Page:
Dubrovnik in Croatia is dubbed the ‘jewel of the Adriatic’ for its old town (or Stari Grad) set within city walls, which was built from the 13th century onwards.

A Unesco World Heritage listed site, it is made up of cobblestone streets, forts and museums. Despite being bombed heavily by Yugoslav forces in 1991, the city has been well preserved and is Croatia’s prime tourist destination.

1. Dubrovnik’s old town

Dubrovnik is a large city that’s home to about 50,000 people, but it’s the old town that’s the real attraction. It consists of 824 buildings with red-bricked roofs, narrow alleyways and a smattering of churches, all encased by high city walls. A walk along the walls is a must-do. It takes two hours and offers unrivalled views over the Adriatic Sea and old town.

2. Dubrovnik’s beautiful beaches

With temperatures hitting around 30°C during the summer months, taking a dip in some of Dubrovnik’s crystal clear waters is the perfect way to cool down. Beaches are generally pebbly, although there are some concrete areas that allow swimmers to dive straight in. Banje beach outside the city’s eastern gate has a great view of the old town. If you tire of lying around, hire a peddle boat or a jet ski.

Dubrovnik, Croatia, is famous for its seafood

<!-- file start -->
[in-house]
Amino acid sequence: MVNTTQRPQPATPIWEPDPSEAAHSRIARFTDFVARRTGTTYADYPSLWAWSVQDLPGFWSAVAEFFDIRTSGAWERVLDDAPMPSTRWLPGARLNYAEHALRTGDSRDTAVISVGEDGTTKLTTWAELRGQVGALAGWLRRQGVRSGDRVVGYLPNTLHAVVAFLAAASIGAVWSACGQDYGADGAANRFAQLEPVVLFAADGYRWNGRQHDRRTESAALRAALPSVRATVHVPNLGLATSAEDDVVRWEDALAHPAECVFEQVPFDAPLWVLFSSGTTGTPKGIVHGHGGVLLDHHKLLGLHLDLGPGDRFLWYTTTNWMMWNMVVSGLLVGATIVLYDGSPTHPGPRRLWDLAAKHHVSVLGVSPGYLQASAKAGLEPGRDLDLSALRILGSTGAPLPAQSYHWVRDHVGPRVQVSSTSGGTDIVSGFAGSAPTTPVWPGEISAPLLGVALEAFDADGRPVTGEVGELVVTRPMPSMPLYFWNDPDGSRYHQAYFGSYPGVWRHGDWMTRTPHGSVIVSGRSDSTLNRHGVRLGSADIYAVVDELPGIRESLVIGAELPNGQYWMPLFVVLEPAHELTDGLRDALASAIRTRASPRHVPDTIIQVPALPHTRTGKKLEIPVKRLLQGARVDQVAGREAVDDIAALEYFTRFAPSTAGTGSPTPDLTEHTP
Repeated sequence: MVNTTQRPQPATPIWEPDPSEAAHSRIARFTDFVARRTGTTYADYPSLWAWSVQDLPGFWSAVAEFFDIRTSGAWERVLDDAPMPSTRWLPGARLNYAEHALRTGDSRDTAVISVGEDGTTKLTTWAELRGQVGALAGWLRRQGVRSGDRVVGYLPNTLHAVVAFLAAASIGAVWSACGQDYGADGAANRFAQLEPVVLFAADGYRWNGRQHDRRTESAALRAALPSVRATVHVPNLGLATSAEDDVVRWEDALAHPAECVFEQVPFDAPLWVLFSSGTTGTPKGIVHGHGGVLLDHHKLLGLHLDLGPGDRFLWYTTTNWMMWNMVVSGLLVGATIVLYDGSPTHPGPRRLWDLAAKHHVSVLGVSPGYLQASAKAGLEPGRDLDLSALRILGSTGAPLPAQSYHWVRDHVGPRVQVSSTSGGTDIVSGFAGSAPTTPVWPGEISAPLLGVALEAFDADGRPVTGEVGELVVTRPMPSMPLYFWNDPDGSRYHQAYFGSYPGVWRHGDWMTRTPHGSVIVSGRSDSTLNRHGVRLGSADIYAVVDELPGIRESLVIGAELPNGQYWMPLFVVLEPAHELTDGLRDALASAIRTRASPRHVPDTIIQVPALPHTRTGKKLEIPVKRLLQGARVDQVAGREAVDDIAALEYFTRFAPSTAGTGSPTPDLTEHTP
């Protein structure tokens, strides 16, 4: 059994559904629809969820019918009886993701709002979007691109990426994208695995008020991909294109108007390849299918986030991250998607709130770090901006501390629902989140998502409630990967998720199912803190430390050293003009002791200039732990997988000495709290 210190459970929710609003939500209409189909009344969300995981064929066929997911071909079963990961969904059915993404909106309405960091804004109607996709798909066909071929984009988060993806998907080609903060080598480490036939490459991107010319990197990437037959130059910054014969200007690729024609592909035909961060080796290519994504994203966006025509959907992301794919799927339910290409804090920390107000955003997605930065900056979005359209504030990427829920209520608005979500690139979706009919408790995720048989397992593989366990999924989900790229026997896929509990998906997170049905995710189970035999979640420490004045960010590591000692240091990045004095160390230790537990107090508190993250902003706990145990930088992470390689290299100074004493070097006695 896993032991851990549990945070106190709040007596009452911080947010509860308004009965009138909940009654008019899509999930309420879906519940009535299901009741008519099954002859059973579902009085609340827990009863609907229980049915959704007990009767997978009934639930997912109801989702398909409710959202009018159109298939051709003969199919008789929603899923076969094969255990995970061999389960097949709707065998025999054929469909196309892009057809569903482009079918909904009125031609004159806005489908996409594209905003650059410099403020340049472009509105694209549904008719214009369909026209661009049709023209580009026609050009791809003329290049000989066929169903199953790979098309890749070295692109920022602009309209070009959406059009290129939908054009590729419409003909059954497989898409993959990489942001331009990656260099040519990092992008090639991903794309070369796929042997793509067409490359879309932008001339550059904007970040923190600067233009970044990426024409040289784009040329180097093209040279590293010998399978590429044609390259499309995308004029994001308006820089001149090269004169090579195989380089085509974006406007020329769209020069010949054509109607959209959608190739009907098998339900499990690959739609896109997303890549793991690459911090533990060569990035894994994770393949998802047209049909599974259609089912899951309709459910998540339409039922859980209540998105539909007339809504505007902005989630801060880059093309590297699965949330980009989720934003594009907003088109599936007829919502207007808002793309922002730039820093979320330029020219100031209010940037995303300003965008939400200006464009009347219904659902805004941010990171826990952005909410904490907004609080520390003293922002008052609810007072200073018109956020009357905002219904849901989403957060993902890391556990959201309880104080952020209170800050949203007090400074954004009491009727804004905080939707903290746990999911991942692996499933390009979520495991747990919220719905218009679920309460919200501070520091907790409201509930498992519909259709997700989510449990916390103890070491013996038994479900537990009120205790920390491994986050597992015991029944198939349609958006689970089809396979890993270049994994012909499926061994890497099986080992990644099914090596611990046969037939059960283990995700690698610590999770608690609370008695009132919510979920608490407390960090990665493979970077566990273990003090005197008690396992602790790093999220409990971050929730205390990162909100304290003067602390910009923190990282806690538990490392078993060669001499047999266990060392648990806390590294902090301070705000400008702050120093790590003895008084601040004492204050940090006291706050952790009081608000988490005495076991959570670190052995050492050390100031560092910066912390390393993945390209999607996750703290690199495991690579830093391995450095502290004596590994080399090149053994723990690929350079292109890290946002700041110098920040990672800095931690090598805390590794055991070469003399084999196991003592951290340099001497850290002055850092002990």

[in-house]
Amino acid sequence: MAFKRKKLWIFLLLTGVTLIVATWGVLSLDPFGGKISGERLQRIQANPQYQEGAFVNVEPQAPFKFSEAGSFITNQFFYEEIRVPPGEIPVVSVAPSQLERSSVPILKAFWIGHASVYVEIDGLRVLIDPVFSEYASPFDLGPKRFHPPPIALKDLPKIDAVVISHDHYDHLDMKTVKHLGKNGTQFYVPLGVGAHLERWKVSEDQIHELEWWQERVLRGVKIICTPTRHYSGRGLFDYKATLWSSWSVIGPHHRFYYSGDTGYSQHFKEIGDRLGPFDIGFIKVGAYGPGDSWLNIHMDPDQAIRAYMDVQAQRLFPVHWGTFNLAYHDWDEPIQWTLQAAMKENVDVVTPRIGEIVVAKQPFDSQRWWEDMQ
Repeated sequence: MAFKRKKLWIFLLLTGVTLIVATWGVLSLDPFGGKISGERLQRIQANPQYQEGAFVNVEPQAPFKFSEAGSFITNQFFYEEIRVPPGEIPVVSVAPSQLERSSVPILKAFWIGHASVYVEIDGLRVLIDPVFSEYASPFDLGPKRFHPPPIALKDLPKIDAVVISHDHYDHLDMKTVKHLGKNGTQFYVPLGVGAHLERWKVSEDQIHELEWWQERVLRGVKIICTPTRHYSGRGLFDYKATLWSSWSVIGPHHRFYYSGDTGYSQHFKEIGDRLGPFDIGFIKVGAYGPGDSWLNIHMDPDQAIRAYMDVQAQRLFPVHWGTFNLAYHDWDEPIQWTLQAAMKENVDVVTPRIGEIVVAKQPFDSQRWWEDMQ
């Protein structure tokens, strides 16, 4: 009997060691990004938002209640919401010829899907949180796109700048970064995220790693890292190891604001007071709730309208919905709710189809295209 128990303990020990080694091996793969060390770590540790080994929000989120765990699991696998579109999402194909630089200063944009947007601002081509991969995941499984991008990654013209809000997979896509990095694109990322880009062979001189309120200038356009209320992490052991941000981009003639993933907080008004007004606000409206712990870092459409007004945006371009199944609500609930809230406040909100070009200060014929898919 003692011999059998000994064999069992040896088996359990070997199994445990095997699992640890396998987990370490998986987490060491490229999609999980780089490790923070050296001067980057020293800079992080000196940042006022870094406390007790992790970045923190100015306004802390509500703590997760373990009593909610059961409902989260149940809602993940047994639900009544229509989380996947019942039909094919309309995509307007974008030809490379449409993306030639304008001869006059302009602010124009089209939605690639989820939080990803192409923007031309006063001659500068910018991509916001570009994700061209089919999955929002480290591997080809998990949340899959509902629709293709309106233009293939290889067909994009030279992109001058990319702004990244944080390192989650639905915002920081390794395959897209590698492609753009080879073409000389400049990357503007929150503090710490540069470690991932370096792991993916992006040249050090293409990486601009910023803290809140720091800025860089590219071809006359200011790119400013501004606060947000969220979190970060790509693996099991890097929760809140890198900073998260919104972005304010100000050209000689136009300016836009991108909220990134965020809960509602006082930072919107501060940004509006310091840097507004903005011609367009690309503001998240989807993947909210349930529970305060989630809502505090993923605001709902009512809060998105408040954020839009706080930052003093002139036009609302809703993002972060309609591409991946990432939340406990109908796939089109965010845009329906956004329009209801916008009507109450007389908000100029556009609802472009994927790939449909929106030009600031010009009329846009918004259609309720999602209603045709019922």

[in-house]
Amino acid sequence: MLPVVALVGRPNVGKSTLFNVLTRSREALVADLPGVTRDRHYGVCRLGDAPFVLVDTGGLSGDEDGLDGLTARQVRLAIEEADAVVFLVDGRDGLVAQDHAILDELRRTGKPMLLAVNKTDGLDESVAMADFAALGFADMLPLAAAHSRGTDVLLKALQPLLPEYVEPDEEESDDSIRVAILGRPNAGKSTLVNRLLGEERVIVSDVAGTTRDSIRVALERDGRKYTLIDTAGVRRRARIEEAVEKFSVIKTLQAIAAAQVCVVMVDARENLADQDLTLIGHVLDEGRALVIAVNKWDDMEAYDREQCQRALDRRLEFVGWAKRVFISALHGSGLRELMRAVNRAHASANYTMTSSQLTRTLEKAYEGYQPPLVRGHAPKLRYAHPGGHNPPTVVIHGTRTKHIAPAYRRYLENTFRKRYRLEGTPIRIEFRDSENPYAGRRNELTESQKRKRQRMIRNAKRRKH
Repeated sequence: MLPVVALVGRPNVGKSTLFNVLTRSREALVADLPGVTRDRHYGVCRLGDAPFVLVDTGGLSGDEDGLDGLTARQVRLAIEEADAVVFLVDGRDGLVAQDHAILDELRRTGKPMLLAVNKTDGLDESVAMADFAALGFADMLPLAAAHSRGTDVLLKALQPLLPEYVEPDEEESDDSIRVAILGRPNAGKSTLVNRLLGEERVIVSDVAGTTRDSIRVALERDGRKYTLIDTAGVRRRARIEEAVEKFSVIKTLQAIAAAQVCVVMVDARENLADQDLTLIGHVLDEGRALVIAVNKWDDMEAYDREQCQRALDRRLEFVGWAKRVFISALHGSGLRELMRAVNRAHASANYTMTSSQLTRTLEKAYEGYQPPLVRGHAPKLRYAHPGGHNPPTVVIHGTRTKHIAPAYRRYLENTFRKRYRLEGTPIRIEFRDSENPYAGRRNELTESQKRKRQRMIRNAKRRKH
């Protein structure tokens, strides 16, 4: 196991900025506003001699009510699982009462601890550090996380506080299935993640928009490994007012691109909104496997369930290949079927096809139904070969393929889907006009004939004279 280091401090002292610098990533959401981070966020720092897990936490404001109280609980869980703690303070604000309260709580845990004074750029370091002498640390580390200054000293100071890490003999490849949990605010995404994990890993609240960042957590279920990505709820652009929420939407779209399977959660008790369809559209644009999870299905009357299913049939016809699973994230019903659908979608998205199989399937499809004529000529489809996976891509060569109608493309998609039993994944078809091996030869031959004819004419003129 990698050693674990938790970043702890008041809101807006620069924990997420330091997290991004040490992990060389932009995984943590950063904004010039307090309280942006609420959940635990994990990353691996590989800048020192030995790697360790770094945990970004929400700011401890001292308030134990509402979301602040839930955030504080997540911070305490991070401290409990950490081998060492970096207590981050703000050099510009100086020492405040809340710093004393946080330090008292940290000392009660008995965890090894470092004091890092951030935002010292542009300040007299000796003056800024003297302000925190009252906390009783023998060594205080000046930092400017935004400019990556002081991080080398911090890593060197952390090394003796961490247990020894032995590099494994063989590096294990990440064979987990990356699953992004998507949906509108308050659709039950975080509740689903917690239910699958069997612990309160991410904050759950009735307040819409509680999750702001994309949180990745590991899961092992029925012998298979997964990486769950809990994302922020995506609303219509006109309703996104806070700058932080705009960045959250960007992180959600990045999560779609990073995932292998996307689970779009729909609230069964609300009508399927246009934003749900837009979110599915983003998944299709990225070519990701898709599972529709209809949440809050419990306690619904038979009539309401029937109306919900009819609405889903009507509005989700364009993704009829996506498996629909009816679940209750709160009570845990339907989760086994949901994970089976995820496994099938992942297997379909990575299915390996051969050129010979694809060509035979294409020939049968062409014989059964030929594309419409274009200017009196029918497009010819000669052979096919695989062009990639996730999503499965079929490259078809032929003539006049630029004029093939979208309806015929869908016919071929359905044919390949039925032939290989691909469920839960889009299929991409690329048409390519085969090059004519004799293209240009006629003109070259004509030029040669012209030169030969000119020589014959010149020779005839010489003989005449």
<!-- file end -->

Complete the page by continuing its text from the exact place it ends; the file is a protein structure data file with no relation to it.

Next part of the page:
3. Croatian cuisine

If you’ve travelled from elsewhere in Eastern Europe – where meals are often heavy and stodgy – the food will come as something of a surprise. Dubrovnik’s cuisine has a noticeable Italian influence: risotto and pizza are local favourites, while olive oil and garlic feature heavily.

Thanks to its location, the seafood is also unbeatable; the crystal-clear water along the coast makes it easy to see why.

Croats love their ice cream and Dubrovnik isn’t short of ice-creameries. Heavier than the Italians’ gelati, there are plenty of flavours to try.

4. The beer

If you like beer then get used to saying “pivo”. Try Croatian beers Zlatorog or Ožujsko, which aren’t too bitter and are usually served on tap. Enjoy a drink at Buža II, a bar hewn out of the cliffs (the name means ‘hole’), with the city wall rising above and amazing views over the sea below. The original Buža is further east and almost as spectacular – the perfect spot for sunbathing on the rocks.

5. Cafe culture

There are also several good bars on the square at the back of the Cathedral of the Assumption of the Virgin. People in Croatia love their café culture too, so you’ll feel right at home if coffee is your thing.

Essential information on visiting Dubrovnik

WHEN TO GO: Winter months can be very chilly. Summer is best but it gets busy.
GETTING THERE: Fly direct from Gatwick with EasyJet (easyjet.com) and British Airways (ba.com).
VISAS: South Africans need a visa. See uk.mfa.hr for details.
CURRENCY: Croatian kuna. 1 GBP = 8.62 HRK.
LANGUAGE: Croatian.
GETTING AROUND: The old town is accessible on foot. Buses connect the rest of the city.
GOING OUT: A beer costs around 40-50 kuna.
ACCOMMODATION: A basic double room in Dubrovnik starts at 100 kuna per person per night.

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